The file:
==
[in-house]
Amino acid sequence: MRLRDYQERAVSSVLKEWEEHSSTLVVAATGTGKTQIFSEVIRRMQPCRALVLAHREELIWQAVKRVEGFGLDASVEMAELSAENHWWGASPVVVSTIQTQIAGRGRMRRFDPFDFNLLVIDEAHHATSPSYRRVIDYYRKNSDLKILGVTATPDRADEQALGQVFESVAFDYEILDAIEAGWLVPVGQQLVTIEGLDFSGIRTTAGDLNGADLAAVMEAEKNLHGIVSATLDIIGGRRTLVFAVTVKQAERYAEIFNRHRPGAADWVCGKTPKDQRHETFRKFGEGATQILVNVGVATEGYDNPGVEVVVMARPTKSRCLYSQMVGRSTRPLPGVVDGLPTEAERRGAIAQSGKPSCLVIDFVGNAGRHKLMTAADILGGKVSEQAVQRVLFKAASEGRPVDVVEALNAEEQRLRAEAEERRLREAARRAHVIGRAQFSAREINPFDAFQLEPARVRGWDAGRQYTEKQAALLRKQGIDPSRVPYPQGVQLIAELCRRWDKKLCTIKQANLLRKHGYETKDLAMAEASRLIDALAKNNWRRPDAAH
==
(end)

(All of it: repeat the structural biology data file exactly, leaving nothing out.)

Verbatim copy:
[in-house]
Amino acid sequence: MRLRDYQERAVSSVLKEWEEHSSTLVVAATGTGKTQIFSEVIRRMQPCRALVLAHREELIWQAVKRVEGFGLDASVEMAELSAENHWWGASPVVVSTIQTQIAGRGRMRRFDPFDFNLLVIDEAHHATSPSYRRVIDYYRKNSDLKILGVTATPDRADEQALGQVFESVAFDYEILDAIEAGWLVPVGQQLVTIEGLDFSGIRTTAGDLNGADLAAVMEAEKNLHGIVSATLDIIGGRRTLVFAVTVKQAERYAEIFNRHRPGAADWVCGKTPKDQRHETFRKFGEGATQILVNVGVATEGYDNPGVEVVVMARPTKSRCLYSQMVGRSTRPLPGVVDGLPTEAERRGAIAQSGKPSCLVIDFVGNAGRHKLMTAADILGGKVSEQAVQRVLFKAASEGRPVDVVEALNAEEQRLRAEAEERRLREAARRAHVIGRAQFSAREINPFDAFQLEPARVRGWDAGRQYTEKQAALLRKQGIDPSRVPYPQGVQLIAELCRRWDKKLCTIKQANLLRKHGYETKDLAMAEASRLIDALAKNNWRRPDAAH